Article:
Completely Ready
By Anthony Casperson

Over the past few weeks, I’ve been playing a video game—that shall remain unnamed for reasons that will become clear shortly. In general, I’ve had fun playing it. But my biggest complaint is that it has extremely long load times between areas—at least two minutes every time. And that includes when the new area is the inside of a character’s home where you only have to go in for a single conversation and exit again, triggering another loading screen. (I know it’s not the biggest problem in the world. But when you have limited time to play, every second is important.)

One thing that understanding this issue has taught me is to always have everything ready before I’m about to enter a new area. Does everybody have the right weapon in hand? Are the party members in the right formation? Did I put the party into stealth mode so that enemies placed near the entrance don’t automatically trigger a fight?

There’s a need to be ready before a situation arises. Then, I can face the circumstances from the best possible direction.

Readiness is important when we think about warfare as well. Soldiers march for miles in full gear, in case of ambush. There’s not really time to strap on the armor at the beginning of a battle. And the enemy usually isn’t kind toward unprepared opponents.

There are considerations of strategy and tactics. Often, where the battle is fielded plays a role in an army’s plan. Even leaning into the adversaries’ weaknesses while utilizing your own strengths is preferred.

And this idea of always being ready in warfare is just as important in the spiritual variety. And it might sound a little odd, considering the piece of the armor of God that we’re looking at today: the footwear strapped on with the gospel of peace from Ephesians 6:15.

There’s a bit more to this part of the armor than most of the others. It’s not just written as “the (armor piece) of (Christian virtue).” Therefore, this part has a few layers to look at beyond just a simple glance at what truth or righteousness are.

We see that the armor piece is the action of tying, or binding, something onto our feet. That something begins with the idea of readiness or preparedness. A readiness to proclaim the good news of the gospel. The gospel of the risen Savior who brings us peace.

The concept of readiness is a major part of this armor piece that’s often neglected when people talk about this. But it really shouldn’t be, since Jesus points to it after the resurrection when he tells his followers the reason why we’re still in this world. These words are from Matthew 28:18-20, also known as the Great Commission.

Making disciples of all nations is the part that we often remember. We even sometimes keep in mind the section that tells us to baptize them in the name of the Father, Son, and Holy Spirit and to teach them to observe Jesus’ commands. But we often forget the importance of the word before all of this.

Jesus tells them to do those things as they go. Wherever. Whenever. As we go about our daily lives, we’re called to make disciples, baptize, and teach to observe his commands. That means, by necessity, that we need to always be ready to proclaim the good news of Jesus. There is no down time or vacation day away from this command.

And if we take the perspective of warfare, Jesus also directs our minds to this readiness in Matthew 16:15-18. This is the passage where Jesus uses wordplay with Peter’s name—and its connection with the Greek word for rock—to explain this truly holy war. Jesus builds his Church upon the truth that he’s the Christ, the Son of the living God. And the gates of hell won’t stand against this truth.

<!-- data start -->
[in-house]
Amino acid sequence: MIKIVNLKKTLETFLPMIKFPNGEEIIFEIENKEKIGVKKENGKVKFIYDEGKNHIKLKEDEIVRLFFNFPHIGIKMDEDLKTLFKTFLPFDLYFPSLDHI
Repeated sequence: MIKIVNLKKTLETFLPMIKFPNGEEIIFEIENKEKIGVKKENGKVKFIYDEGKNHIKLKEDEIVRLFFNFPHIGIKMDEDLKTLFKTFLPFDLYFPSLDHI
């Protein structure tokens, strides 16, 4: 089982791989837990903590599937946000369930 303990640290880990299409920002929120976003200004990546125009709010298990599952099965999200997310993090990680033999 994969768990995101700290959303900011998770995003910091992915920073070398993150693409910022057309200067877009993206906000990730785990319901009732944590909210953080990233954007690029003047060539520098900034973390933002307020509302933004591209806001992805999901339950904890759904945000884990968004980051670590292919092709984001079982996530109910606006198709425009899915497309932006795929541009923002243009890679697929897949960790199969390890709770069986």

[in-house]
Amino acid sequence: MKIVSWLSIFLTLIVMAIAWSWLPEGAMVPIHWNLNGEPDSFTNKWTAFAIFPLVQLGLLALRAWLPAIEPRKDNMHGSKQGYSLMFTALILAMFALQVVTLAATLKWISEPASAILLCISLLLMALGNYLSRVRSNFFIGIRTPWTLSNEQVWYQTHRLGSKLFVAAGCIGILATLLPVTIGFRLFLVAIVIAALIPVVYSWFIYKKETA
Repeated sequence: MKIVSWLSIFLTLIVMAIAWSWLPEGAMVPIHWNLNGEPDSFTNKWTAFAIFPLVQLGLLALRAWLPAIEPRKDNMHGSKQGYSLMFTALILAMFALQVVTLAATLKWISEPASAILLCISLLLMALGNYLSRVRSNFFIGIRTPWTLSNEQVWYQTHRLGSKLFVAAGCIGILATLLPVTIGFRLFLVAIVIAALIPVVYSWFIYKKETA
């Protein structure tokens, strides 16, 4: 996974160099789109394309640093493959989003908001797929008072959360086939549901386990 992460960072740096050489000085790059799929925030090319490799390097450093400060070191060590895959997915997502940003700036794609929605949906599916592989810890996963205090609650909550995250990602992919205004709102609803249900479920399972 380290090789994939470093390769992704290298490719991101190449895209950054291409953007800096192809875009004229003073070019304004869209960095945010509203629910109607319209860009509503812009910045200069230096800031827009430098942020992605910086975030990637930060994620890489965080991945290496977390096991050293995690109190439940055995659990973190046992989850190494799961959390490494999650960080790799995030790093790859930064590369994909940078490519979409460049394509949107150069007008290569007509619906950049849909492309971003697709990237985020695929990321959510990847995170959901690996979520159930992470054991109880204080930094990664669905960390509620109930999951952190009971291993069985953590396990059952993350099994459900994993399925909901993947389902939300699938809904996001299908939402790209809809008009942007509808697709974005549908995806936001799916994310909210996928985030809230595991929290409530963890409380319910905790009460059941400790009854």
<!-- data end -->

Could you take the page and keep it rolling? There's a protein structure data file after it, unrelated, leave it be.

Remember, that gates are used by the defending side. This means that we followers of Jesus are to take the active role in invading the realm of sin and death. And an important part of invading is going. Marching. Into enemy territory.

Thus, the footwear reveals its importance in our spiritual war as the reason that moves us into the places we go. The proclamation of the good news of Jesus’ sacrifice and resurrection should literally drives us as we go.

But it’s not a battle for the gospel to be proven as the victor. That fight already happened when Jesus sacrificed himself and God raised him from the dead. Rather, this spiritual battle is to bring peace. Hence the reason why Paul calls it the gospel of peace.

In the passage known as the Suffering Servant, the prophet Isaiah speaks to the peace of the gospel in Isaiah 53:5. He says that upon the Servant—the Messiah, Jesus—was the chastisement that brought us peace. Shalom.

The gospel has always been for the purpose of returning us to the wholeness of relationship with God. Peace, not just as a ceasing of conflict with God, but also as a return to wholeness.

And one other interesting aspect of shalom that I noticed in the research for this blog comes from Deuteronomy 25:15. There, the word is used to describe a “complete” measure. A standard of weight used that shouldn’t cheat anyone. Nothing missing at all. But even more so, a measure that keeps the peace, because there’s nothing to fight over. So, we can see that the gospel which we bring with us as we go is never meant to cheat anyone out of the goodness of life.

It is God’s divine command that we should go into the realm of the sin and darkness, ready to proclaim the truth of the gospel anytime and anywhere, so that we can show others the complete life that we were designed for.

That makes the application of this part of the armor quite easy to find. Get ready. Go. And proclaim the peace brought about because of the gospel. Be completely ready because we have no idea what’s going to be on the other side of the loading screen.

^Yeah, it's supposed to be that way. ^